Elbow icon

Elbow problems

Elbow problems can cause a range of symptoms, including:

  • pain
  • swelling
  • stiffness

You don’t normally need to see a healthcare professional. New onset or flare-up of a longstanding elbow problem should begin to settle within 6 weeks.

What causes elbow problems?

Elbow problems can be the result of an injury from sport or due to repetitive movements of the elbow. It may also be due to a flare-up of an existing problem

Problems on the outside of your elbow are often called tennis elbow, and on the inside, golfers elbow.

Can this cause problems anywhere else?

You may feel some pain in the muscles around your elbow and down to your wrist. You may also have altered feeling into your fingers. These should improve as your elbow problem gets better.


Keeping your elbow moving is an essential part of your treatment and recovery. Keeping active is the single best thing you can do for your general health.

Being physically active throughout your recovery can:

  • prevent a recurrence of the problem
  • maintain your current levels of fitness – even if you have to modify what you normally do, any activity is better than none
  • keep your other muscles and joints strong and flexible

It’s recommended you stay at or return to work as quickly as possible during your recovery. You don’t need to be pain and symptom-free to return to work.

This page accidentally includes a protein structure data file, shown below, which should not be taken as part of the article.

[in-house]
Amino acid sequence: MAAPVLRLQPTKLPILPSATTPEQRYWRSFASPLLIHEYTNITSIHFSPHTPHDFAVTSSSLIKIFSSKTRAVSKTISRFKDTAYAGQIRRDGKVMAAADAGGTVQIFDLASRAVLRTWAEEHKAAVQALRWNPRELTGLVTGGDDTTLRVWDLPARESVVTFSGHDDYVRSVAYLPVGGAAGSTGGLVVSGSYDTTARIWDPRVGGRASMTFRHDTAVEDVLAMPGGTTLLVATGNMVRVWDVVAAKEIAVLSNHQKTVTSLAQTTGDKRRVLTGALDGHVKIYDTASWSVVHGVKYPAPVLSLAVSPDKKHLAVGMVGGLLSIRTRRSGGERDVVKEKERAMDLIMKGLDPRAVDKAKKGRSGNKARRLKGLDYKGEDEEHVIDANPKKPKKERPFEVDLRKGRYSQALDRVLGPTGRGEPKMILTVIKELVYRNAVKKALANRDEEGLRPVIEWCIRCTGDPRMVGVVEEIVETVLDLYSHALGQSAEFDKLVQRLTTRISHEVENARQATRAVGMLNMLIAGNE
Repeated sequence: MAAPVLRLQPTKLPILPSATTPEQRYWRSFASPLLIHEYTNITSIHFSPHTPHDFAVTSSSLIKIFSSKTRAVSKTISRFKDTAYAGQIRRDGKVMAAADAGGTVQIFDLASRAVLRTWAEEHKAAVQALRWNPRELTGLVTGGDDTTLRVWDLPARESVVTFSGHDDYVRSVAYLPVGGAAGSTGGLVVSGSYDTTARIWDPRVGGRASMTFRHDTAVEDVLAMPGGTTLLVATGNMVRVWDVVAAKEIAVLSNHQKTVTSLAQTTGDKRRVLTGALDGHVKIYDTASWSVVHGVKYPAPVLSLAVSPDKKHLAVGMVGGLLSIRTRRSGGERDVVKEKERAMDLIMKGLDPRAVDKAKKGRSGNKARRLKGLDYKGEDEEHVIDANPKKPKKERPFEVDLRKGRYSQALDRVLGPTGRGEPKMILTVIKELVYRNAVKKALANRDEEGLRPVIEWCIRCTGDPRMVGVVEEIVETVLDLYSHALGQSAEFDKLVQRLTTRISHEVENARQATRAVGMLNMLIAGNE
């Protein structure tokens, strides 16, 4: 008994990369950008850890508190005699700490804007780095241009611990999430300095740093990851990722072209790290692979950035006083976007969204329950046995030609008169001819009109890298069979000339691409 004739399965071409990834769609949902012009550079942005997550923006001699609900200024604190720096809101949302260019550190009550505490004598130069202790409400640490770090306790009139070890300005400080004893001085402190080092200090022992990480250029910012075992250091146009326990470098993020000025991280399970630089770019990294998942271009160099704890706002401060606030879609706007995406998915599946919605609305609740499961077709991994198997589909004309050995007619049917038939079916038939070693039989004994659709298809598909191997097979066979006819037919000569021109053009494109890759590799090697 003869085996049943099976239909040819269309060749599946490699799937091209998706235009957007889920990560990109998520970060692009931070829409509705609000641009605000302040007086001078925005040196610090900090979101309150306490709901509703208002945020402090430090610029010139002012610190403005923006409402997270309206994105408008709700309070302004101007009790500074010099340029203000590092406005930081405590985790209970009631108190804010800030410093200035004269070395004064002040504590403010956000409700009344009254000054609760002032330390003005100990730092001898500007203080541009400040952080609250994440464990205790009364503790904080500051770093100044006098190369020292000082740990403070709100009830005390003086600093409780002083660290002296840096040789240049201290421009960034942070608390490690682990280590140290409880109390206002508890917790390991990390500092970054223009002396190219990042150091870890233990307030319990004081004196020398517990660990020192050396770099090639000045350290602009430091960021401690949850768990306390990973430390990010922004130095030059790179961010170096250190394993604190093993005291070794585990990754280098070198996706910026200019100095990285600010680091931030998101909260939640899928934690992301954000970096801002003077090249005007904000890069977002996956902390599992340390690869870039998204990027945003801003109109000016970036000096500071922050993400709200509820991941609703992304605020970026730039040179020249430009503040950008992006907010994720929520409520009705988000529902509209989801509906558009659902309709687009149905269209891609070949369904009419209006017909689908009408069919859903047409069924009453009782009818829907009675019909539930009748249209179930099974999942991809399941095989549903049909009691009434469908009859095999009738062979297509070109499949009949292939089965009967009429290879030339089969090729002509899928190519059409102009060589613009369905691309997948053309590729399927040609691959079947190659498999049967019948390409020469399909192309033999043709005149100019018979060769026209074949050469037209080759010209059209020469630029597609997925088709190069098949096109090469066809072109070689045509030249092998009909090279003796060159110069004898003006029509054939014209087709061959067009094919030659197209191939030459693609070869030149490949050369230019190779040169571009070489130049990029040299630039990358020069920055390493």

Pain treatments

Pain medication can help to reduce the pain and help you move more comfortably, which can help your recovery.

Speak to your community pharmacist about taking medication or other methods of pain relief​. It’s important to take medication regularly.​

Resting or moving?

  • Within the first 24 to 48 hours after an elbow injury you should try to:
  • rest your elbow but avoid long spells of not moving at all
  • move your elbow gently for 10 to 20 seconds every hour when you are awake

After 48 hours:

  • Try to use your arm more – exercise really helps your elbow and can relieve pain.
  • Do whatever you normally would and stay at, or return to work – this is important and is the best way to get better. You may need to adapt how you do things initially.
  • Avoid sports or heavy lifting until you have less discomfort and good movement.

When to speak to a health professional

  • If there’s been significant trauma – for example a fall from height or direct blow to the elbow
  • you can’t move your elbow at all
  • Help and support
  • If, after following the above advice, your elbow problem hasn’t improved within 6 weeks a self referral to TIMS may be of benefit.
  • To refer yourself to TIMS you will need to have your NHS number to hand.
  • For information on where to find your NHS number see NHS England – How can I find out my NHS number?

Useful links about elbow pain

  • Information leaflets developed by TIMS giving advice on:
  • Versus Arthritis elbow pain information booklet. Elbow pain is a very common problem but it’s not usually a sign of arthritis or any other underlying medical condition. This booklet we’ll explain the common causes of elbow pain such as tennis elbow, golfers elbow, bursitis and entrapment syndromes what you can do to ease the problem.